Core War is a programming game introduced to the public

Core War is a programming game introduced to the public in the early 1980s [DEWD84], which was popular for a period of 15 years or so. Core War has four main components: a memory array of 8000 addresses, a simplified assembly language Redcode, an executive program called MARS (an acronym for Memory Array Redcode Simulator) and the set of contending battle programs. Two battle programs are entered into the memory array at randomly chosen positions; neither program knows where the other one is. MARS executes the programs in a simple version of time-sharing. The two programs take turns: a single instruction of the first program is executed, then a single instruction of the second, and so on. What a battle program does during the execution cycles allotted to it is entirely up to the programmer. The aim is to destroy the other program by ruining its instructions. In this problem and the next several, we use an even simpler language, called CodeBlue, to explore some Core War concepts.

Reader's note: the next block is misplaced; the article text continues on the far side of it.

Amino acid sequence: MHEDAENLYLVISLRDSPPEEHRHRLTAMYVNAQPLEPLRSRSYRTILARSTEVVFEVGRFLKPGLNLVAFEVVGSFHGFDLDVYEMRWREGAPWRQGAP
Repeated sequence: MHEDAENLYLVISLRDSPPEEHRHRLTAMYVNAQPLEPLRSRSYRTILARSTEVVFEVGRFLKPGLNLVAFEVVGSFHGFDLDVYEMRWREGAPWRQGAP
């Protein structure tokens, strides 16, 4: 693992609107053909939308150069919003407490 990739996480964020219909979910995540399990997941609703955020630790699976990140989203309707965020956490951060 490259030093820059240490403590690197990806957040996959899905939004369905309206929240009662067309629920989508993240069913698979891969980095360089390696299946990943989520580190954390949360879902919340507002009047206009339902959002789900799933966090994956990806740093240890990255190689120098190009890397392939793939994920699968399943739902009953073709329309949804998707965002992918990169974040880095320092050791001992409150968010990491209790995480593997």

CodeBlue contains only five assembly language statements and uses three addressing modes (Table B.4). Addresses wrap around, so that for the last location in memory, the relative address + 1 of refers to the first location in memory. For example, ADD #4, 6 adds 4 to the contents of relative location 6 and stores the results in location 6; JUMP @5 transfers execution to the memory address contained in the location five slots past the location of the current JUMP instruction.
a. The program Imp is the single instruction COPY 0, 1.What does it do?
b. The program Dwarf is the following sequence of instructions:
ADD #4, 3
COPY 2, @2
What does it do?
c. Rewrite Dwarf using symbols, so that it looks more like a typical assembly language program.


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